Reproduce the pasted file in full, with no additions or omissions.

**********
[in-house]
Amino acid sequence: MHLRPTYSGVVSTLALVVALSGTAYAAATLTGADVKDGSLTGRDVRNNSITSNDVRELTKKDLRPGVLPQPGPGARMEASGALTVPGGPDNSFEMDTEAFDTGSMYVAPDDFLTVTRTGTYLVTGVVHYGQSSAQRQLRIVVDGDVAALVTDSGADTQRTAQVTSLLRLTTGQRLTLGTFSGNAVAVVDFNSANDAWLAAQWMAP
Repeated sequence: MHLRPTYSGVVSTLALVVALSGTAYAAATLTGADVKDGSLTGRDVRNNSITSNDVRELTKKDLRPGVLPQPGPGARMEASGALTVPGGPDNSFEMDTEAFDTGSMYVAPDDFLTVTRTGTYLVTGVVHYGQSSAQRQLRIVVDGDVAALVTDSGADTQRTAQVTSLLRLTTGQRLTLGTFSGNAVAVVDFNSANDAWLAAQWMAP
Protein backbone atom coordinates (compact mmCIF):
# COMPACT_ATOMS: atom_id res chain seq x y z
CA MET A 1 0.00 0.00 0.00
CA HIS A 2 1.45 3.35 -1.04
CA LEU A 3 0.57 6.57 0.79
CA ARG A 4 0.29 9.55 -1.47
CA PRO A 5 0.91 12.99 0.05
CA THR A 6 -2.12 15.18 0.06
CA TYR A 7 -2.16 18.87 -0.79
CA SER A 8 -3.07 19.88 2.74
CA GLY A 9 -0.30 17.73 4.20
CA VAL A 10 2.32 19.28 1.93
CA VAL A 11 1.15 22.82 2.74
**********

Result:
[in-house]
Amino acid sequence: MHLRPTYSGVVSTLALVVALSGTAYAAATLTGADVKDGSLTGRDVRNNSITSNDVRELTKKDLRPGVLPQPGPGARMEASGALTVPGGPDNSFEMDTEAFDTGSMYVAPDDFLTVTRTGTYLVTGVVHYGQSSAQRQLRIVVDGDVAALVTDSGADTQRTAQVTSLLRLTTGQRLTLGTFSGNAVAVVDFNSANDAWLAAQWMAP
Repeated sequence: MHLRPTYSGVVSTLALVVALSGTAYAAATLTGADVKDGSLTGRDVRNNSITSNDVRELTKKDLRPGVLPQPGPGARMEASGALTVPGGPDNSFEMDTEAFDTGSMYVAPDDFLTVTRTGTYLVTGVVHYGQSSAQRQLRIVVDGDVAALVTDSGADTQRTAQVTSLLRLTTGQRLTLGTFSGNAVAVVDFNSANDAWLAAQWMAP
Protein backbone atom coordinates (compact mmCIF):
# COMPACT_ATOMS: atom_id res chain seq x y z
CA MET A 1 0.00 0.00 0.00
CA HIS A 2 1.45 3.35 -1.04
CA LEU A 3 0.57 6.57 0.79
CA ARG A 4 0.29 9.55 -1.47
CA PRO A 5 0.91 12.99 0.05
CA THR A 6 -2.12 15.18 0.06
CA TYR A 7 -2.16 18.87 -0.79
CA SER A 8 -3.07 19.88 2.74
CA GLY A 9 -0.30 17.73 4.20
CA VAL A 10 2.32 19.28 1.93
CA VAL A 11 1.15 22.82 2.74